Archive for Wednesday, June 21, 2006

Youth who can’t see learn to water ski

Adventure fitness program helps build skills, confidence

June 21, 2006

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Chris Maxon has water-skied twice - and fallen down dozens of times.

"Today, I fell eight times," he said, laughing, Tuesday at the Mo Kan Ski Lake east of Lawrence.

He sat among a group of about 12 blind and visually impaired teenagers and young adults waiting for their turn in the water.

The 17-year-old was handing out advice.

"I don't give up," he said. "If you fall, you just keep going and keep going. You get better."

The event is part of an adventure fitness program for blind and visually impaired youngsters. Offered through a national organization, Camp Fire USA, the program helps the youths gain confidence and skills.

"I used to water-ski as a kid," Tina Jinkens, Camp Fire USA program coordinator, said with the wind in her face and a walking cane in her hand. "My family didn't let blindness get in our way, so we work with kids on exposing them to as many activities as possible so that they can be integrated into their community and so that the public knows that this is no big deal, you know.

Chris Maxon, 17, of Raytown, Mo., receives a few water-skiing pointers from Bryan Adriance of Shawnee, right, at the Mo Kan Ski Lake east of Lawrence. Dan Jackson, standing in the boat, observed. A group of visually impaired teenagers and young adults were at the lake Tuesday to learn how to water-ski.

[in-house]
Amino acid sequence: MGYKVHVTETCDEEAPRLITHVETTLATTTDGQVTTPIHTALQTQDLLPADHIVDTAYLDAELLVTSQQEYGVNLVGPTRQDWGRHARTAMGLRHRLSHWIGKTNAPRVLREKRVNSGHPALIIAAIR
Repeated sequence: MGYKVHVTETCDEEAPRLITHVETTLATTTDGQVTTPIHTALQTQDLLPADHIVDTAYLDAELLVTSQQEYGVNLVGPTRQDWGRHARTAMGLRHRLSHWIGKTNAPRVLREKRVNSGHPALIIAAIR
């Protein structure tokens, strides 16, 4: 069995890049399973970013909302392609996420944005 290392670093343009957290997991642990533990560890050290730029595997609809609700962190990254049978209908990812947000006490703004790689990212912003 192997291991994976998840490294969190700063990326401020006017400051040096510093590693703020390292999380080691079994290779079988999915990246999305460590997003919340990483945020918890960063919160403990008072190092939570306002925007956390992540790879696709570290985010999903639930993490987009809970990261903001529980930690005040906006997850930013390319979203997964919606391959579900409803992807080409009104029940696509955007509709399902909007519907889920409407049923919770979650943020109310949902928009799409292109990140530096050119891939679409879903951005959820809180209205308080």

Chris Maxon, 17, of Raytown, Mo., receives a few water-skiing pointers from Bryan Adriance of Shawnee, right, at the Mo Kan Ski Lake east of Lawrence. Dan Jackson, standing in the boat, observed. A group of visually impaired teenagers and young adults were at the lake Tuesday to learn how to water-ski.

"Blind people are out there doing what everybody else is doing."

Water-skiing is just the beginning. Jinkens said she had taken groups of kids rock climbing, snow-skiing and tandem biking.

"You name it, we try it," she said. "It's a lot of confidence-building, leadership, working together. Blind and sighted kids participate, so that's important, too. It's not a blind world. We all have to work together."

A silhouette against the late afternoon sunshine, Camp Fire USA member Bryan Franklin was the first to stand up on two skis.

Cheers and applause erupted from the group of teenagers on deck when they heard the news.

On the water, Chris Maxon tries to get his legs under him while learning to water-ski at Mo Kan Ski Lake east of Lawrence.

On the water, Chris Maxon tries to get his legs under him while learning to water-ski at Mo Kan Ski Lake east of Lawrence.

"Bryan's up!" Jinkens jumped up and down, smiling and shouting. "He did it!"

Back on dry land, Franklin, 22, soaked up the praise from his peers.

"I just like being in the water," he said. "It's fun, you know? I like just getting out and having fun."

Maxon, too, said the experience was all about having fun.

"Once you get out there," Maxon said, "it feels pretty good because you're standing up in the water. And, you know, you can't usually do that. You can try, but usually it won't work so good."

Comments

Michael Birch 8 years, 10 months ago

I think its great that there are people willing to take the

time to help the less fortunate.

Dude

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